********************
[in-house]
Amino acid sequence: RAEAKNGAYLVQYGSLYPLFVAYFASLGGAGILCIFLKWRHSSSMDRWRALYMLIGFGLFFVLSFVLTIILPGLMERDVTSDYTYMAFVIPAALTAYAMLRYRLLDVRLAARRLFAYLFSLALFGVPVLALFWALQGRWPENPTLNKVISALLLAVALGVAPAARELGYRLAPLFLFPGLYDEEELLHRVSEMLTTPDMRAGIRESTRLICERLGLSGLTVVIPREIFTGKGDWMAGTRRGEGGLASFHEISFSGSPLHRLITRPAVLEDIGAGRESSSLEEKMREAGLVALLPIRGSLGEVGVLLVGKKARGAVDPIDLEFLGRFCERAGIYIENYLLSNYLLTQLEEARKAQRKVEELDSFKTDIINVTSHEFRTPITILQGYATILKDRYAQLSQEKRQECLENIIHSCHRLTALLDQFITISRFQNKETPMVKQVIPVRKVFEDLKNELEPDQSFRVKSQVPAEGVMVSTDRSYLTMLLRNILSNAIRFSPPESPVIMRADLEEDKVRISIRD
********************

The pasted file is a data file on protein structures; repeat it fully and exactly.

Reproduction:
[in-house]
Amino acid sequence: RAEAKNGAYLVQYGSLYPLFVAYFASLGGAGILCIFLKWRHSSSMDRWRALYMLIGFGLFFVLSFVLTIILPGLMERDVTSDYTYMAFVIPAALTAYAMLRYRLLDVRLAARRLFAYLFSLALFGVPVLALFWALQGRWPENPTLNKVISALLLAVALGVAPAARELGYRLAPLFLFPGLYDEEELLHRVSEMLTTPDMRAGIRESTRLICERLGLSGLTVVIPREIFTGKGDWMAGTRRGEGGLASFHEISFSGSPLHRLITRPAVLEDIGAGRESSSLEEKMREAGLVALLPIRGSLGEVGVLLVGKKARGAVDPIDLEFLGRFCERAGIYIENYLLSNYLLTQLEEARKAQRKVEELDSFKTDIINVTSHEFRTPITILQGYATILKDRYAQLSQEKRQECLENIIHSCHRLTALLDQFITISRFQNKETPMVKQVIPVRKVFEDLKNELEPDQSFRVKSQVPAEGVMVSTDRSYLTMLLRNILSNAIRFSPPESPVIMRADLEEDKVRISIRD